Interpretive/Recommendation Statements for Micronutrients
||Low: Deficiency of iron in soil usually results in interveinal chlorosis (pale green to yellow leaves -or bleached white in extreme casesbetween darker green veins of affected plants). Acid-loving plants are especially vulnerable. Lime only as recommended because soil pH strongly affects iron availability. Avoid excess phosphorus or nitrogen fertilization. Amending the soil with organic matter, especially composted animal manure, is the best long-term solution. In fertilizers, chelated iron is preferred for soil application. Foliar application can be made with iron sulfate or chelated iron fertilizers. Carefully follow product instructions. See FS971 for more information.
||Adequate: Iron should be sufficient as long as soil pH is in the optimum range for the plant being grown. The availability of iron to plants decreases as soil pH increases. Maintain soil pH in the recommended range to assure availability of iron to plant roots. See FS971 for more information.
||High: Plant availability to iron is highly dependent on soil pH. Although soil iron appears plentiful, high soil pH could limit its availability. On the other hand, plant damage due to iron toxicity, though not common, could occur at low soil pH (acidic soil). Maintain soil pH in the optimum range as described in Recommendations. See FS971 for more information.
||Low: Excess liming of soil can cause or contribute to low manganese availability to plants. Do not overlime (follow recommendations carefully). Symptoms of manganese deficiency include: interveinal chlorosis (pale green to yellow leaf tissue between darker green veins) appearing first on younger leaves, stunting, and gray-speck. Amendment with organic matter is the best long-term solution to build up manganese level in soil. Manganese fertilizers are available for application to soil or leaves. See FS973 for more information.
||Adequate: Manganese does not appear to be a limiting factor. Maintain soil pH in the optimum range, as directed in "Recommendations". See FS973 for more information about manganese in soil and plant nutrition.
||High: In excessive amounts, soil manganese can cause plant damage. This occurs primarily in low pH soil. Lime soil as recommended to decrease availability of manganese to plants. Avoid fertilizers that contain manganese. See FS973 for more information.
||Low: Copper deficiency most commonly occurs on heavily cropped or leached sandy soil, on organic soil, or on soil with high pH. Symptoms include: twisted leaves and stems, yellowing and stunting, withering of leaf tips and margins. Lime only as recommended to avoid high pH. Do not apply excess phosphorus. Application of copper fertilizer to soil prior to planting is preferred, since one application will be effective for five or more years. Foliar applications are possible for immediate treatment of deficiency symptoms, but have only short-term effect. See FS720 for more information.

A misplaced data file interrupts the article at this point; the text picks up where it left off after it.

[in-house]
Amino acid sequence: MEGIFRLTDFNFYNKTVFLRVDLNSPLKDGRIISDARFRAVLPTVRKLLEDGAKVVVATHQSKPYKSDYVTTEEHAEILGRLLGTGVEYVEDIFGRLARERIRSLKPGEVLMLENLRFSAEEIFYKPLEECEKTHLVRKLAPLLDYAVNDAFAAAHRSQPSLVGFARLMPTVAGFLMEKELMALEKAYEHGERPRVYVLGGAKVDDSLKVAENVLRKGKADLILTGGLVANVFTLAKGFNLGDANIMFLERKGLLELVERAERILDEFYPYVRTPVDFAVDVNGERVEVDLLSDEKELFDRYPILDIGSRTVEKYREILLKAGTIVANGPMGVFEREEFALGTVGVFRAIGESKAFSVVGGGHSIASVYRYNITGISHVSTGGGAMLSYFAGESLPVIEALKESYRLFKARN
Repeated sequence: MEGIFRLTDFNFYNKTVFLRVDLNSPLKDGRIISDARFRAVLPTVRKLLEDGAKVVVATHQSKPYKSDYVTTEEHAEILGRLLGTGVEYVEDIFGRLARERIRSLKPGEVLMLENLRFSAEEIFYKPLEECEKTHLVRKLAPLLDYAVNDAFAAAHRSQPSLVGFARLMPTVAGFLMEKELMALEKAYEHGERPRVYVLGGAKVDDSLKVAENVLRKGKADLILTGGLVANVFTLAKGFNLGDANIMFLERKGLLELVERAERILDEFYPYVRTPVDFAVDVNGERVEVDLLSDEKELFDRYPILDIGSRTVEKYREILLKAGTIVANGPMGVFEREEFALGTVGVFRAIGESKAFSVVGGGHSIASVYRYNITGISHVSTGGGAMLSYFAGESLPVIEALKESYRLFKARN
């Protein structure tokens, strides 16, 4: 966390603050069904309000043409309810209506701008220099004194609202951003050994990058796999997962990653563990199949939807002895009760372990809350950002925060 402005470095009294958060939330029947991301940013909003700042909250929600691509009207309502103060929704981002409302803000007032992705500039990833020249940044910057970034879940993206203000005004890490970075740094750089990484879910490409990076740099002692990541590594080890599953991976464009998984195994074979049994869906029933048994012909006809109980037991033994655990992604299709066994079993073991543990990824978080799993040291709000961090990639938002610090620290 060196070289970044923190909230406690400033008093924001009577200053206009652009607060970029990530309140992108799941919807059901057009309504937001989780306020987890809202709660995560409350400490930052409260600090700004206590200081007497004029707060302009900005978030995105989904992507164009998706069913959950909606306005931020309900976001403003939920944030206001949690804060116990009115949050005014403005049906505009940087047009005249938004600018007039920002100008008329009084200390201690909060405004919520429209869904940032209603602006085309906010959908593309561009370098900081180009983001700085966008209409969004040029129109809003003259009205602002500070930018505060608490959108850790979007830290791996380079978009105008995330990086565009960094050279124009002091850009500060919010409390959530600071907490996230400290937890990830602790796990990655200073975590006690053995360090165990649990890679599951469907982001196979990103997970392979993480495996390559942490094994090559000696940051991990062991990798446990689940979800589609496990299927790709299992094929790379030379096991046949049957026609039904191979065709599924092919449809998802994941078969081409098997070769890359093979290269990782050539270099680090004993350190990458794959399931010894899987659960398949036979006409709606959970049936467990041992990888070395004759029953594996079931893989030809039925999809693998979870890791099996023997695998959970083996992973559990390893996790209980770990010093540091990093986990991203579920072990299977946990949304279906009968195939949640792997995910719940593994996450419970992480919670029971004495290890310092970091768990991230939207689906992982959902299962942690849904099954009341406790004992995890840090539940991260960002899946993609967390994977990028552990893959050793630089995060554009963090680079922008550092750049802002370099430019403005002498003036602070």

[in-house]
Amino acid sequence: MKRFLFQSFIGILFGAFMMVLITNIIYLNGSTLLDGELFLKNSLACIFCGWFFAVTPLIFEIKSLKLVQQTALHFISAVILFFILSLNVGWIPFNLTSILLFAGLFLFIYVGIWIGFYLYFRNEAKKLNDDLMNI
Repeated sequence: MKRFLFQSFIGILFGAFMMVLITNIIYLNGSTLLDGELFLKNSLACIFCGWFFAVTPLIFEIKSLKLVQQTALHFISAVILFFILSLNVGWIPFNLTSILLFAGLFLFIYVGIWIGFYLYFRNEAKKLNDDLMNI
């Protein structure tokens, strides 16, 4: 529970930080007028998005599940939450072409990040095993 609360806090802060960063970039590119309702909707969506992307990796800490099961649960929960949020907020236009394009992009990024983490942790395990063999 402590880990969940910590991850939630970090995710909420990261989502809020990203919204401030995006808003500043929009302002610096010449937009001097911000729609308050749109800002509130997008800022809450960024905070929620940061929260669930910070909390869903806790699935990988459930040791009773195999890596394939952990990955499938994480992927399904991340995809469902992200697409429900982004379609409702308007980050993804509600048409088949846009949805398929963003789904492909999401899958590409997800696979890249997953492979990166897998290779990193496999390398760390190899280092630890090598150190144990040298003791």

||Adequate: As with most other micronutrients, copper availability is related to soil pH. Do not overlime. For more information about copper, see FS720.
||High: To reduce availability of soil copper to plants, lime the soil to the appropriate pH level (if needed) and amend the soil with organic matter. For more information about copper in soil and plant nutrition, see FS720.
||Low: Plant types differ in their susceptibility to boron deficiency; certain fruit, vegetables, and field crops are most susceptible. Symptoms include improper development or dieback of growing tips and poor flowering or fruit set. Do not overlime, as pH above 7.0 limits boron availability. Increasing organic matter content of soil will build up boron in the soil. As an alternative, look for appropriate fertilizer formulations that include boron. Use of boron-only fertilizer must be done only with extreme care because of the toxicity that might occur if over-applied and difficulty of applying the low rates necessary. See FS873 for more information.
||Adequate: Plant types differ in their requirement for boron; certain fruit, vegetables, and field crops have greater need for boron. For more information, see FS873.
||High: Too much boron can cause toxicity effects in certain sensitive plant types. Beans, cucumber and sweet potato are known to be sensitive. Symptoms are: chlorosis of leaf tips and edges, progressing to total death of the leaf in severe cases. To limit boron availability, aim for soil pH near 7.0 (except for acid-loving species). Avoid fertilizers containing boron. In the long term, boron can be reduced by leaching from soil, especially well-drained sandy soil. For more information on soil boron, see FS873.
||Low: Plants vary in their susceptibility to zinc deficiency. General symptoms include interveinal chlorosis (lgiht green to yellow leaf tissue between darker-green veins), stunting, and poor development of growing tips. Many factors affect zinc availability. High pH reduces zinc levels, so lime only as recommended. Do not apply excess phosphorus fertilizer. To improve zinc levels, add organic matter. Fertilizers containing zinc are available. Application and thorough incorporation of zinc fertilizer into soil is most effective, but foliar sprays can also be used for immediate short-term solution. See FS721 for more information.
||Adequate: For information about zinc in soil for plant nutrition, see FS721.
||High: Zinc toxicity is possibility for certain types of plants. If soil pH lower (more acidic) than optimum, lime as recommended below. Establish or maintain optimum phosphorus level in soil If soil organic matter is low, soil amendment with leaf compost can immobilize as well as delute the soil zinc concentration. See FS721 for more information about soil zinc.